Hughes sat down heavily on the couch near the window, and mopped his face again, with a shaking hand. Death he was accustomed to—but death met decently in bed and resulting from some understood cause. Death in this horrible and mysterious form shook him; he could not understand it, and his failure to understand appalled him. He was a physician; it was his business to understand; and yet here was death in a form as mysterious to him as to the veriest layman. It compelled him to pause and take stock of himself—always a disconcerting process to the best of us!
That was a trying half hour. Hughes sat on the couch, breathing heavily, staring at the floor, perhaps passing his own ignorance in review, perhaps wondering if he had always been right in prescribing this or that. As for me, I was thinking of my dead friend. I remembered Philip Vantine as I had always known him—a kindly, witty, Christian gentleman. I could see his pleasant eyes looking at me in friendship, as they had looked a few hours before; I could hear his voice, could feel the clasp of his hand. That such a man should be killed like this, struck down by a mysterious assassin, armed with a poisoned weapon....
A woman! Always my mind came back to that. A woman! Poison was a woman's weapon. But who was she? How had she escaped? Where had she concealed herself? How was she able to strike so surely? Above all, why should she have chosen Philip Vantine, of all men, for her victim—Philip Vantine, who had never injured any woman—and then I paused. For I realised that I knew nothing of Vantine, except what he had chosen to tell me. Parks would know. And then I shrank from the thought. Must we probe that secret? Must we compel a man to betray his master?
My face was burning. No, we could not do that—that would be abominable....
The door opened and Godfrey came in. This time, he was not alone. Simmonds and Goldberger followed him, and their faces showed that they were as shaken and nonplussed as I. There was a third man with them whom I did not know; but I soon found out that it was Freylinghuisen, the coroner's physician.
They all looked at the body, and Freylinghuisen knelt beside it and examined the injured hand; then he sat down by Dr. Hughes, and they were soon deep in a low-toned conversation, whose subject I could guess. I could also guess what Simmonds and Godfrey were talking about in the farther corner; but I could not guess why Goldberger, instead of getting to work, should be walking up and down, pulling impatiently at his moustache and glancing at his watch now and then. He seemed to be waiting for some one, but not until twenty minutes later did I suspect who it was. Then the door opened again to admit a short, heavy-set man, with florid face, stubbly black moustache, and little, close-set eyes, preternaturally bright. He glanced about the room, nodded to Goldberger, and then looked inquiringly at me.
"This is Mr. Lester, Commissioner Grady," said Goldberger, and I realised that the chief of the detective bureau had come up from headquarters to take personal charge of the case.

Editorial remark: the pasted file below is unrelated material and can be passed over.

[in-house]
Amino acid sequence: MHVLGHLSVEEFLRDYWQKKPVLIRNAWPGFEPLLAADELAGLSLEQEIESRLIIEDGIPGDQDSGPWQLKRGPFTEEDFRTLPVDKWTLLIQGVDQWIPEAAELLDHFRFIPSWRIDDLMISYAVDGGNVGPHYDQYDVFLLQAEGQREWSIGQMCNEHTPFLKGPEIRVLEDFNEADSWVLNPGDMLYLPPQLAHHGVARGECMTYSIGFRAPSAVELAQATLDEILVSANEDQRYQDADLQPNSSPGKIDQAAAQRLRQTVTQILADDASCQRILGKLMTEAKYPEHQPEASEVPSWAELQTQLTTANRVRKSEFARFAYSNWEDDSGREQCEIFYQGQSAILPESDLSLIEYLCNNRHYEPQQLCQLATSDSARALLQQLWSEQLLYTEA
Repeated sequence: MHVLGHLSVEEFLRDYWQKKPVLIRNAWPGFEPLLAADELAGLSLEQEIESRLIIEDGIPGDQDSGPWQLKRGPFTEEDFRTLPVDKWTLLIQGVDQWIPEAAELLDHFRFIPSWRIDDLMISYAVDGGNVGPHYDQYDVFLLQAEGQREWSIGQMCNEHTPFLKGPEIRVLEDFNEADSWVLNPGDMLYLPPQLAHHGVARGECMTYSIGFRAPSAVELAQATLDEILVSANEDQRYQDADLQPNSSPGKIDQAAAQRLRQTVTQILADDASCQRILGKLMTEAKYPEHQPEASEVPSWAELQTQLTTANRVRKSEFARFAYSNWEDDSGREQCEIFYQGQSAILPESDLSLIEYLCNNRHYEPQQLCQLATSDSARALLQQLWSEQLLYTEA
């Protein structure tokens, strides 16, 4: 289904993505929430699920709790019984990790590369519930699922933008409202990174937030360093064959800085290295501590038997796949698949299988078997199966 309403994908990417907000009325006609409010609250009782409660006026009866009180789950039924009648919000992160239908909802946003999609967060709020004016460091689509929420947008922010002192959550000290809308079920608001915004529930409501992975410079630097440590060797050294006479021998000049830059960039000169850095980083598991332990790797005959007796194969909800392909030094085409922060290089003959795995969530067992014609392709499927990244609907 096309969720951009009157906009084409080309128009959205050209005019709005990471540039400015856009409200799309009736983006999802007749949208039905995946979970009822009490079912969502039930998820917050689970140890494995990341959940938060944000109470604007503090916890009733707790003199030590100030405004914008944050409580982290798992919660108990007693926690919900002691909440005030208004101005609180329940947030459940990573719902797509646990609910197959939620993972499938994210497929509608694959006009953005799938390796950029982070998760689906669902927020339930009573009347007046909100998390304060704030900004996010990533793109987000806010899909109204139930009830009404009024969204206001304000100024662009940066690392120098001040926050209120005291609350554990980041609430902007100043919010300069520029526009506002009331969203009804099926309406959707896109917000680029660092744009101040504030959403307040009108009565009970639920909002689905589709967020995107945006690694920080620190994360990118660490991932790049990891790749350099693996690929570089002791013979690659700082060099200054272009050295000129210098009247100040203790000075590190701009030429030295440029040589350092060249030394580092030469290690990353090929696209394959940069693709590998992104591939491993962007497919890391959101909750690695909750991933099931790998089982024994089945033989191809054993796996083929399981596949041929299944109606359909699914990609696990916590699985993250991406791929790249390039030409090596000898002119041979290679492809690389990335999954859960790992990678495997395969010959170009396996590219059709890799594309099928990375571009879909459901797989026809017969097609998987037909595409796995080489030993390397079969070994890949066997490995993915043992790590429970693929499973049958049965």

"Mr. Lester is Mr. Vantine's attorney," the coroner added, in explanation.
"Glad to know you, Mr. Lester," said Grady, shortly.
"And now, I guess, we're ready to begin," went on the coroner.
"Not quite," said Grady, grimly. "We'll excuse all reporters, first," and he looked across at Godfrey, his face darkening.
I felt my own face flushing, and started to protest, but Godfrey silenced me with a little gesture.
"It's all right, Lester," he said. "Mr. Grady is quite within his rights. I'll withdraw—until he sends for me."
"You'll have a long wait, then!" retorted Grady, with a sarcastic laugh.
"The longer I wait, the worse it will be for you, Mr. Grady," said Godfrey quietly, opened the door and closed it behind him.
Grady stared after him for a moment in crimson amazement. Then, mastering himself with an effort, he turned to the coroner.
"All right, Goldberger," he said, and sat down to watch the proceedings.
A very few minutes sufficed for Hughes and Freylinghuisen and I to tell all we knew of this tragedy and of the one which had preceded it. Grady seemed already acquainted with the details of d'Aurelle's death, for he listened without interrupting, only nodding from time to time.
"You've got a list of the servants here, of course, Simmonds," he said, when we had finished the story.
"Yes, sir," and Simmonds handed it to him. "H-m," said Grady, as he glanced it over. "Five of 'em. Know anything about 'em?"
"They've all been with Mr. Vantine a long time, sir," replied Simmonds. "So far as I've been able to judge, they're all right."
"Which one of 'em found Vantine's body?"
"Parks, I think," I said. "It was he who called me."
"Better have him in," said Grady, and doubled up the list and slipped it into his pocket.
Parks came in looking decidedly shaky; but answered Grady's questions clearly and concisely. He told first of the events of the afternoon, and then passed on to the evening.
"Mr. Vantine had dinner at home, sir," he said. "It was served, I think, at seven o'clock. He must have finished a little after seven-thirty. I didn't see him, for I was straightening things around up in his room and putting his clothes away. But he told Rogers—"
"Never mind what he told Rogers," broke in Grady. "Just tell us what you know."